The Design Teams unanimously accepted the proposed Spring 09 timelines for both the Career and Core Academies.
Click here to view a compilation of the work done by each of the Design Teams to define the core 21st century skills at Weymouth High School. While our wording is still rough and our jargon may need polishing, there is a clear consensus emerging that should serve as a nice working foundation. Design Teams will continue to refine this at their next meeting.
Click to view the presentation
Click to view the minutes
Please feel free to use this blog's comments to discuss Design 21's ongoing work. Your input will only make the final product that much better.
Friday, February 27, 2009
Design 21 is comprised of 60 faculty members sitting on 7 Design Teams. The collective experience and expertise among this group of dedicated educators is remarkable. I have no doubt that through their collaboration, Design 21 will create something truly special for our school and our students.
Our Orientation meeting will be held on Tuesday, March 3rd from 2:30-4:00 in the Humanities Center. A copy of our agenda for that meeting can be found here.
Wednesday, February 11, 2009
- a small learning community comprised of a group of students within the larger high school, who take classes together for at least two years, and are taught by a team of teachers from different disciplines
- a college preparatory curriculum with a career theme, enabling students to see relationships among academic subjects, and their application to a broad field of work
- partnerships with employers, the community, and local colleges, bring resources from outside the high school to improve student motivation and achievement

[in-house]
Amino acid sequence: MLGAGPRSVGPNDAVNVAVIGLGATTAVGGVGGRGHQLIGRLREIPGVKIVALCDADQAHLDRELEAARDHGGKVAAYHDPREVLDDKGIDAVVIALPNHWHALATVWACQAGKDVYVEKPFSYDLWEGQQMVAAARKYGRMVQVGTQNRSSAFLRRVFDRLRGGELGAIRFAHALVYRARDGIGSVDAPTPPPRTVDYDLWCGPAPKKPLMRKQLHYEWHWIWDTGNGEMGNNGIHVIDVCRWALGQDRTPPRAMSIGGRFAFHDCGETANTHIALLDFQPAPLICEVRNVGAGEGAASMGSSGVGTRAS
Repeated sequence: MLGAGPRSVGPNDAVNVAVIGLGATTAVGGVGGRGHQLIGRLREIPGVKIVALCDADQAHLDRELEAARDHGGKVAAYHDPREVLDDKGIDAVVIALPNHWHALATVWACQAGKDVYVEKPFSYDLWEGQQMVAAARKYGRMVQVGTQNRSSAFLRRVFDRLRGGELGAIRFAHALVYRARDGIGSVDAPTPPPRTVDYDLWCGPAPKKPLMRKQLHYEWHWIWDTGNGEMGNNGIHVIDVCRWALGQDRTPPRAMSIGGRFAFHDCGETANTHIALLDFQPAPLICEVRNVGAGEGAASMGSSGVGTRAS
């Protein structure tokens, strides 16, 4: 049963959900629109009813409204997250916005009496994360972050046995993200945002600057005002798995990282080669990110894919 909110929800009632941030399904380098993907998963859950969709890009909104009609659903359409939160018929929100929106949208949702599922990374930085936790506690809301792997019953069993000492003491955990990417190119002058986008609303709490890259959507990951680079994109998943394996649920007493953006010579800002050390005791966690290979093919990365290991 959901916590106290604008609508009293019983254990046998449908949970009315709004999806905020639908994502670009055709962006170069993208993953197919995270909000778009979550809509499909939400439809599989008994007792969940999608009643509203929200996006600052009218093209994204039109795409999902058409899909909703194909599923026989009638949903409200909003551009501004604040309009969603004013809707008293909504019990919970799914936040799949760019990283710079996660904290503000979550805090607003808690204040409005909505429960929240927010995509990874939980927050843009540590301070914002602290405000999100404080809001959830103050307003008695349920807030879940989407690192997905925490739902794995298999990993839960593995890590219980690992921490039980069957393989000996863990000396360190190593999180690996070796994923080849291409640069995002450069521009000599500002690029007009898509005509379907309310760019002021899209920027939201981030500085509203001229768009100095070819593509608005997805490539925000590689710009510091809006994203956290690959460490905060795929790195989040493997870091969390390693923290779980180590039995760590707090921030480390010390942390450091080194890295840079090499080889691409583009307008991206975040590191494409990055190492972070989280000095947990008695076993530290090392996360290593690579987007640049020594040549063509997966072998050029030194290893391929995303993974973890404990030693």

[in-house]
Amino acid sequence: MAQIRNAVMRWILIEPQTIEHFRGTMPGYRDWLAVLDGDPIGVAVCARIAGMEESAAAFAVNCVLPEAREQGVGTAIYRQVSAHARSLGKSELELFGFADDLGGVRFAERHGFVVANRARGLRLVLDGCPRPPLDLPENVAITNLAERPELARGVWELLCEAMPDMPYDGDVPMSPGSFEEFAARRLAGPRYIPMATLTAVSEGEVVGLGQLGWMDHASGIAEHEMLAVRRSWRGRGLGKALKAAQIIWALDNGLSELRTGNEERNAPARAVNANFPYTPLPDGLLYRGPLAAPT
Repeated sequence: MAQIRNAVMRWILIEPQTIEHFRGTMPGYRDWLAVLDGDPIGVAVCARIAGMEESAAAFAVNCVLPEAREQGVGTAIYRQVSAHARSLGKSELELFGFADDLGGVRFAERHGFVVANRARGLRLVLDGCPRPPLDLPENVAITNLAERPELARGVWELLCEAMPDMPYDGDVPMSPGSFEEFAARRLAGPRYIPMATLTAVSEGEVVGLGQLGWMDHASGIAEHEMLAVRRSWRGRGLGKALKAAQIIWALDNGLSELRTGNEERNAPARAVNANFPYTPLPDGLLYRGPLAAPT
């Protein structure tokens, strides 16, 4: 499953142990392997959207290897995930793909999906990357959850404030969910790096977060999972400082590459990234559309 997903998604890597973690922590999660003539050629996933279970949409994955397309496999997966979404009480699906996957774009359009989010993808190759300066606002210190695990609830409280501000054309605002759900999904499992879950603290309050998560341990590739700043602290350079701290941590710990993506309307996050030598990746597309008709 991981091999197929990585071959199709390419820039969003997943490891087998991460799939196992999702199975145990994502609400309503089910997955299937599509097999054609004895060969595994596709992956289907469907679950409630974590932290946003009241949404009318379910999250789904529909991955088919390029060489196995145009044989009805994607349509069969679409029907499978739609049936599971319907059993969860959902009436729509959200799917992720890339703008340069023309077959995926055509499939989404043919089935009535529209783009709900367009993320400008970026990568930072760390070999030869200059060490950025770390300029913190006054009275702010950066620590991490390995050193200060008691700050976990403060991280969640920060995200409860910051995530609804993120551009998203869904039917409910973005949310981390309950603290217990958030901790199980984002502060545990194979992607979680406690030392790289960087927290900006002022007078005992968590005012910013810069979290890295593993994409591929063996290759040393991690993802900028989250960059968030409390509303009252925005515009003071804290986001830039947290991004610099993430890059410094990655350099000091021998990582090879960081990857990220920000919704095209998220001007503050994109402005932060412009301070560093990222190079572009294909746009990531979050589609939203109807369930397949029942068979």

2. A national directory of high school that have career academies can be found at The Career Academy Support Network.
3. Since 1993 MDRC has carried out the most prominent ongoing longitudinal study of career academies. The study is entitled “Key Findings from Career Academies: Long-Term Impacts on Labor Market Outcomes, Educational Attainment, and Transitions to Adulthood” and was written by James J. Kemple with Cynthia J. Willner. The following is from their website:
- The Career Academies produced sustained earnings gains that averaged 11 percent (or $2,088) more per year for Academy group members than for individuals in the non-Academy group — a $16,704 boost in total earnings over the eight years of follow-up (in 2006 dollars).
- These labor market impacts were concentrated among young men, a group that has experienced a severe decline in real earnings in recent years. Through a combination of increased wages, hours worked, and employment stability, real earnings for young men in the Academy group increased by $3,731 (17 percent) per year — or nearly $30,000 over eight years.
- Overall, the Career Academies served as viable pathways to a range of postsecondary education opportunities, but they do not appear to have been more effective than options available to the non-Academy group. More than 90 percent of both groups graduated from high school or received a General Educational Development (GED) certificate, and half completed a postsecondary credential.
- The Career Academies produced an increase in the percentage of young people living independently with children and a spouse or partner. Young men also experienced positive impacts on marriage and being custodial parents.